On the day after a pipe bomb in Centennial Park killed two people and injured more than 100, Olympic security Sunday was tightening, or getting looser, depending on the venue or the area.
At the Omni, the indoor volleyball venue, and the nearby Omni hotel adjacent to the park, stifling security measures have caused some headaches.
The hotel has been declared off limits to most vehicular traffic and because of that, members of the International Olympic Committee and many international sports federations were denied easy access.
Some of those VIPs, arriving in town from outlying venues for the final week of the Games, were unable to get within three blocks of the Omni, and had to walk from the nearby CNN Center, carrying their own luggage. Some tried to cut through the CNN Center to the Omni's back door but were turned back, and lines outside the hotel's security desk were long and tense.
Several members of FIFA, the world governing body of soccer, are expected to bypass Atlanta altogether and stay in University of Georgia dormitories in Athens.
The Dream Team is staying at the Omni hotel but has been able to pass through a special bus entrance.
Security at the Omni itself is equally tight, but local radio broadcasts Sunday were praising the ingenuity of a couple of security people there. While spectators waited in long lines to have their bags emptied and inspected, the security folk led them in a sing-along.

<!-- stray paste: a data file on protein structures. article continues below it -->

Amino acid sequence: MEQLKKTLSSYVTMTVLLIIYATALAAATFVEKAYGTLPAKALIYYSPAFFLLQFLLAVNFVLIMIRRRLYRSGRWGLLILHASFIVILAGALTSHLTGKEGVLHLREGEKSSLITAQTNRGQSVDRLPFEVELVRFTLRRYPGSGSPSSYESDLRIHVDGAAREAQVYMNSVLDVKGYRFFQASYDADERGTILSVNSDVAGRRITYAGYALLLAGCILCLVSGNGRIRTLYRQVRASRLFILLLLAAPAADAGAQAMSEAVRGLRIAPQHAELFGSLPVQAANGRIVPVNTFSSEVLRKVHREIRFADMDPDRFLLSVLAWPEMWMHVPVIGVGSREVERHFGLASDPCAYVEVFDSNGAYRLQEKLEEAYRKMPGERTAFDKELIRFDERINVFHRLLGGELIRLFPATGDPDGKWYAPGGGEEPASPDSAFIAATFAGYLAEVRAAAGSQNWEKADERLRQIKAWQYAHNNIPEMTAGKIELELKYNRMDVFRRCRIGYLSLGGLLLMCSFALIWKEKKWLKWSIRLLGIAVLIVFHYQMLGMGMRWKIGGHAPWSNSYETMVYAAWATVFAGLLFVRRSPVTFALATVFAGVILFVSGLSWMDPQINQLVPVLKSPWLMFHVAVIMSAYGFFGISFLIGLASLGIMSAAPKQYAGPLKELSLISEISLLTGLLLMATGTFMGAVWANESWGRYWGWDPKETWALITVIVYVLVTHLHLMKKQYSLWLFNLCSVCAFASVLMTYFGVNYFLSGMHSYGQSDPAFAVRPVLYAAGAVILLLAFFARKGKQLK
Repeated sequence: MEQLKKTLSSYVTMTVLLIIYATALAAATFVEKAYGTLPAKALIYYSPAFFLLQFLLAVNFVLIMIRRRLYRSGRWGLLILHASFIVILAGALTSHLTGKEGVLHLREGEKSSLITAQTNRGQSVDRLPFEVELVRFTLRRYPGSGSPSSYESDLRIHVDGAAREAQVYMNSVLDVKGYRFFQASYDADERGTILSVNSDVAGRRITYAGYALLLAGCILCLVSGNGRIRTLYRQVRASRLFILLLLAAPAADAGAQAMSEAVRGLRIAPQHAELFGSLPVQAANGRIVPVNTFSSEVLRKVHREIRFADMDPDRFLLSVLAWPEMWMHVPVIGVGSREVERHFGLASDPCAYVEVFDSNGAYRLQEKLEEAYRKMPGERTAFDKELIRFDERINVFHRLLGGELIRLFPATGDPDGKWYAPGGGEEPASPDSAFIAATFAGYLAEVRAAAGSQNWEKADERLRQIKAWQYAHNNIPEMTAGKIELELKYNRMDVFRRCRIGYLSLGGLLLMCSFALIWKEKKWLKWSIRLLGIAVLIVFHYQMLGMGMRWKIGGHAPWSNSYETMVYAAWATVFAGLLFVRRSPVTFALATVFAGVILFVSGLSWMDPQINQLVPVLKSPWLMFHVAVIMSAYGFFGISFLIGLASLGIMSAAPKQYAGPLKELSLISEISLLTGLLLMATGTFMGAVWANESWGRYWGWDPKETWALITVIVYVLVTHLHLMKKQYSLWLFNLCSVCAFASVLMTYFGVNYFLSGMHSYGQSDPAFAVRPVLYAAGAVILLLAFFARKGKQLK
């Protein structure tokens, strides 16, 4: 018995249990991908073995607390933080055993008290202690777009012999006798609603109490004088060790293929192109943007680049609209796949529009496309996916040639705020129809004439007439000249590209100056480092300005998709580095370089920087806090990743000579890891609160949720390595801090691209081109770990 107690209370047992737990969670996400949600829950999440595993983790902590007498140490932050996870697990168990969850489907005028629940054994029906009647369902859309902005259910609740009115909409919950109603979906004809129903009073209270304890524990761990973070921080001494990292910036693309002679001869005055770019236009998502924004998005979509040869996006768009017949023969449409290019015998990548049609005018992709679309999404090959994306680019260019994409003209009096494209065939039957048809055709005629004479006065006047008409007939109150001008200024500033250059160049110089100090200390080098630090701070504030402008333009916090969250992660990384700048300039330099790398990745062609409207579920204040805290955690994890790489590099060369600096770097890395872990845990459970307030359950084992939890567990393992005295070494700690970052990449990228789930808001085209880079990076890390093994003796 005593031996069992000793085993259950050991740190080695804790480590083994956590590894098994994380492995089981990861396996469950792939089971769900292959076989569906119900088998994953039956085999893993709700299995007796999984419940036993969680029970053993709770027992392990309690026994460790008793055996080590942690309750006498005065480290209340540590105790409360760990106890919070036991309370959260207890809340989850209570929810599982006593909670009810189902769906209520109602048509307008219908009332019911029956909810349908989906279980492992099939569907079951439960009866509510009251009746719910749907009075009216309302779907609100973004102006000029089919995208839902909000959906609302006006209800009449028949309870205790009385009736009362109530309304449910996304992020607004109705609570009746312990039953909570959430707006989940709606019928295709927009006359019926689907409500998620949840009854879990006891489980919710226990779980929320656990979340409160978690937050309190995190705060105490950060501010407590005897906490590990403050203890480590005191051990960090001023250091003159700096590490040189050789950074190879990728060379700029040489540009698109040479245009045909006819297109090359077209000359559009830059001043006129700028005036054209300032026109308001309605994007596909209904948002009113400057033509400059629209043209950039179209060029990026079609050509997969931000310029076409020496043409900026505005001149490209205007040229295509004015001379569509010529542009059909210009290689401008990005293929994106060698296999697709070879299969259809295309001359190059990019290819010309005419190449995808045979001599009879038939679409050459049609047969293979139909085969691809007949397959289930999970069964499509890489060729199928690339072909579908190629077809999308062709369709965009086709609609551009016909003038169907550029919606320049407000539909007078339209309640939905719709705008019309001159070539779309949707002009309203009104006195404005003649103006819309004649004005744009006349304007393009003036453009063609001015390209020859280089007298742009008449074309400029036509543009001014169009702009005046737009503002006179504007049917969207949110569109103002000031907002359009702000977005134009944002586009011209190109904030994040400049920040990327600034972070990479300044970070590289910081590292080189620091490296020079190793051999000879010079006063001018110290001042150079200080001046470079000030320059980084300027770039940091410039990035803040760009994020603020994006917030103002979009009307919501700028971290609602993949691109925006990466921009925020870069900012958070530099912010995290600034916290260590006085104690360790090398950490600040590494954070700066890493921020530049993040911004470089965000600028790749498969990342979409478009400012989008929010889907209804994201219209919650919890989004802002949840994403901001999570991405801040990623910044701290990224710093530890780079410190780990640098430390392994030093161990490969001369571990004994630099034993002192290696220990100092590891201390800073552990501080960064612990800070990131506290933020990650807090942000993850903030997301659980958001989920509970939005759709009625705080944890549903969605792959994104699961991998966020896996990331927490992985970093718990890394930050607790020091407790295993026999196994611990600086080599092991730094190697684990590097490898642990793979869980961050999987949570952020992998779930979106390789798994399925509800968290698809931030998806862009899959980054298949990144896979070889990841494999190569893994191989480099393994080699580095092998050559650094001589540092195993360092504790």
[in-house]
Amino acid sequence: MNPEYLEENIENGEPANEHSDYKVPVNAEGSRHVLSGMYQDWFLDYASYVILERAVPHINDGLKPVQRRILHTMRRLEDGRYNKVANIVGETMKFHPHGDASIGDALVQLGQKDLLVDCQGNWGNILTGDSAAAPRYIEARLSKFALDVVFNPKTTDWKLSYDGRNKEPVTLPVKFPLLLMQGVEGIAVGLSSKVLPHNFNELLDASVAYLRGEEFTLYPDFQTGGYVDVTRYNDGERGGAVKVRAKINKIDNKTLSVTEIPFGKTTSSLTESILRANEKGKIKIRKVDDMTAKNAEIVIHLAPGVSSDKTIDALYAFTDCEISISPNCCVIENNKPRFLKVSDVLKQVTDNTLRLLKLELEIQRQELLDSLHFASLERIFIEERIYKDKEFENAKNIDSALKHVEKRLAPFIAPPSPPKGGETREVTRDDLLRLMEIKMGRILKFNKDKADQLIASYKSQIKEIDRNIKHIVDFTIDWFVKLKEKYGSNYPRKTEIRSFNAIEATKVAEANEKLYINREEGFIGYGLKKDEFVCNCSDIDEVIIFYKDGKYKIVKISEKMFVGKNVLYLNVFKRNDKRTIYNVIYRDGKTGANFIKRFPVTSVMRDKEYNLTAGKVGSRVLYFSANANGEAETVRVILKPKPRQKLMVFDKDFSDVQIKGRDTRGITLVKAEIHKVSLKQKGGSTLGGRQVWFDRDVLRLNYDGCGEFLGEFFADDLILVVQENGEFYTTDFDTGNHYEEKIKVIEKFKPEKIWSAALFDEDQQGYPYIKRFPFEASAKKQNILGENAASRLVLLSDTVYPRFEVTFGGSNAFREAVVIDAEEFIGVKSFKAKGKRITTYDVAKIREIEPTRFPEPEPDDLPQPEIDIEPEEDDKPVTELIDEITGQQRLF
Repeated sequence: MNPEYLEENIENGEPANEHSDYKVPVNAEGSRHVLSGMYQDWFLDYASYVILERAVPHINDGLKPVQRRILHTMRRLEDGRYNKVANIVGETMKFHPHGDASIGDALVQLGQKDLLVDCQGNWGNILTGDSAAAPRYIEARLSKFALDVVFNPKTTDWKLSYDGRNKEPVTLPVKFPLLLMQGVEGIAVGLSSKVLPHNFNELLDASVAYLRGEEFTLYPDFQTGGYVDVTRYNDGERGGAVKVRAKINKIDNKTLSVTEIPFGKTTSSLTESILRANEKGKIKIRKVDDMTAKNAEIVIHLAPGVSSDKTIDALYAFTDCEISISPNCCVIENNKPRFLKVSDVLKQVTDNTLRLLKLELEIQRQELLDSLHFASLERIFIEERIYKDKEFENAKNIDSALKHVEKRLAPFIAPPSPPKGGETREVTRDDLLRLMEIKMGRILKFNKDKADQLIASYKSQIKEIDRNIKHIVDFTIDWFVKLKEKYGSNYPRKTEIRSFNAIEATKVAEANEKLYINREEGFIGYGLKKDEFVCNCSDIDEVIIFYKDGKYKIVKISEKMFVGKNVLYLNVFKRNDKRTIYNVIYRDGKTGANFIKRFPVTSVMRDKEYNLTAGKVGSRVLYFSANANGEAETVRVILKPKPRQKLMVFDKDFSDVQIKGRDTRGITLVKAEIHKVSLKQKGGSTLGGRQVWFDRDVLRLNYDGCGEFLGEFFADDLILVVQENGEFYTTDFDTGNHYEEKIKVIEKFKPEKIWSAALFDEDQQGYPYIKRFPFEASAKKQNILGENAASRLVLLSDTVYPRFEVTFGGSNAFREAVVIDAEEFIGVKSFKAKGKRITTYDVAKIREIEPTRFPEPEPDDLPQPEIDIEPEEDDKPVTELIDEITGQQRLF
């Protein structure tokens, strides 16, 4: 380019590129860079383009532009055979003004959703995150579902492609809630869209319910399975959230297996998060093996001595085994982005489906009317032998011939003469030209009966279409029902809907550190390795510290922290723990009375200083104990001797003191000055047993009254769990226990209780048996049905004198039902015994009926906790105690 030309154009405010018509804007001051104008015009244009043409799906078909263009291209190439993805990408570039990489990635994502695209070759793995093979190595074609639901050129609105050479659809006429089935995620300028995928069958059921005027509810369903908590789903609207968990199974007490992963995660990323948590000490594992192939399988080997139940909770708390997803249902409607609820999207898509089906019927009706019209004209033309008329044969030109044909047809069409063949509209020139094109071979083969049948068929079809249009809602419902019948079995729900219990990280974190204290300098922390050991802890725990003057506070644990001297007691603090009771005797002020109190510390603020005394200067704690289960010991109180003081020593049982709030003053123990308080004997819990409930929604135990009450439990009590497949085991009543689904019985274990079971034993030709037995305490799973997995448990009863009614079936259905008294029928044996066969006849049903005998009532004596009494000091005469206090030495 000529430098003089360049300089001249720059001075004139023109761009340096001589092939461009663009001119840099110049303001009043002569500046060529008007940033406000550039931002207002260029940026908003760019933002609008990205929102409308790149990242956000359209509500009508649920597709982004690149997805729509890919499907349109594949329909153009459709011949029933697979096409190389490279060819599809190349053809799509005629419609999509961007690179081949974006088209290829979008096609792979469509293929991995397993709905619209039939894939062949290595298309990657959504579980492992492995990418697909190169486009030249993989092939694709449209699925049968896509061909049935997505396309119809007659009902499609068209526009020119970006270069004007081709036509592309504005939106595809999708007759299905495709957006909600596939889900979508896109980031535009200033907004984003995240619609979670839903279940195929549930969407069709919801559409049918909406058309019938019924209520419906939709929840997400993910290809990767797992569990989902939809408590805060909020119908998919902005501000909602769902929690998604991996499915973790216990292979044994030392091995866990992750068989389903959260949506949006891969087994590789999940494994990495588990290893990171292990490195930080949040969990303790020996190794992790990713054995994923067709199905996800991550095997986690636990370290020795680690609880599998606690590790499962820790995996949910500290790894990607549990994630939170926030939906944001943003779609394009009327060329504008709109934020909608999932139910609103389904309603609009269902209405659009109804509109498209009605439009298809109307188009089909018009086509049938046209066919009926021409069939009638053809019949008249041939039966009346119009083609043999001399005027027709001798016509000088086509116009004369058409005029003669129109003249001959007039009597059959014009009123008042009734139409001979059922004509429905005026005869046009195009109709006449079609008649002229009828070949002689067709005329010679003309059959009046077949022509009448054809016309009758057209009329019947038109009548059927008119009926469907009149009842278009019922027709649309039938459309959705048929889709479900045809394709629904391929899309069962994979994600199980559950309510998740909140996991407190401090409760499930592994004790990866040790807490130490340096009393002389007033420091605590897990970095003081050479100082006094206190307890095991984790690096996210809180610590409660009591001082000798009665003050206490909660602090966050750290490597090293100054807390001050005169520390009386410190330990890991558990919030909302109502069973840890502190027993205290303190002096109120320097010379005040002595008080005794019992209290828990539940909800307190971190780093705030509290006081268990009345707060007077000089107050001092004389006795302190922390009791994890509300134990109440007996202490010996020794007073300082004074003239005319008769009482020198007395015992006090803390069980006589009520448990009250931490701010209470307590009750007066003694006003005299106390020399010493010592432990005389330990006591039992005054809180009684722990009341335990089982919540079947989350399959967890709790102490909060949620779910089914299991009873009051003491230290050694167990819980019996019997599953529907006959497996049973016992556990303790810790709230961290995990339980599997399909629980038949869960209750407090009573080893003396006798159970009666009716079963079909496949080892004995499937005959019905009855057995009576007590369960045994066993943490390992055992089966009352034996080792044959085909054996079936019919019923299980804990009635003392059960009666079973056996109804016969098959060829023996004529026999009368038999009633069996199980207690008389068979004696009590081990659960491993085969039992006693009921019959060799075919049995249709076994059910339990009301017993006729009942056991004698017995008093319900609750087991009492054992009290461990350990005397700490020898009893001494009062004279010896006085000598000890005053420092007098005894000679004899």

At the Stone Mountain tennis venue, security also is tight.
Spectators have been asked all along to open their shoulder bags and purses, but since Saturday they have been asked to take everything out. And most electronic devices--cell phones, computers, beepers--were not just checked but turned on.
"Because of Monica Seles, it's always been tough [at tennis]," said ACOG security official William Joy.
In April 1993, Seles, the American star and the top-seeded player in the women's singles draw here, was stabbed in the back by a German spectator during a break in a match in Hamburg and missed nearly two years on the tour.
Joy added that that he had been at the rowing venue in Gainesville, 65 miles north of Atlanta, on Saturday and had found crowds experiencing--but understanding--long security delays.
"Our security people were apologizing up there all day," he said. "But people seemed to know what had to be done."
Nancy Hudgins of Stone Mountain said at the Georgia Congress Center, "The more they check us, the happier I am."
At the boxing venue, Alexander Memorial Coliseum at Georgia Tech, security personnel have been far more serious in their sweeps before, during and between sessions and have advised reporters not to leave bags and computers unattended in the arena.
Sunday evening, when Jon Saraceno of USA Today left his bag on a chair at the press tables while conducting interviews in the media tent behind the arena, five security personnel surrounded the satchel, eventually calling in an explosives expert when Saraceno could not immediately be located.
When Saraceno arrived moments later, the explosives expert asked him to open the bag, peered inside, then moved on.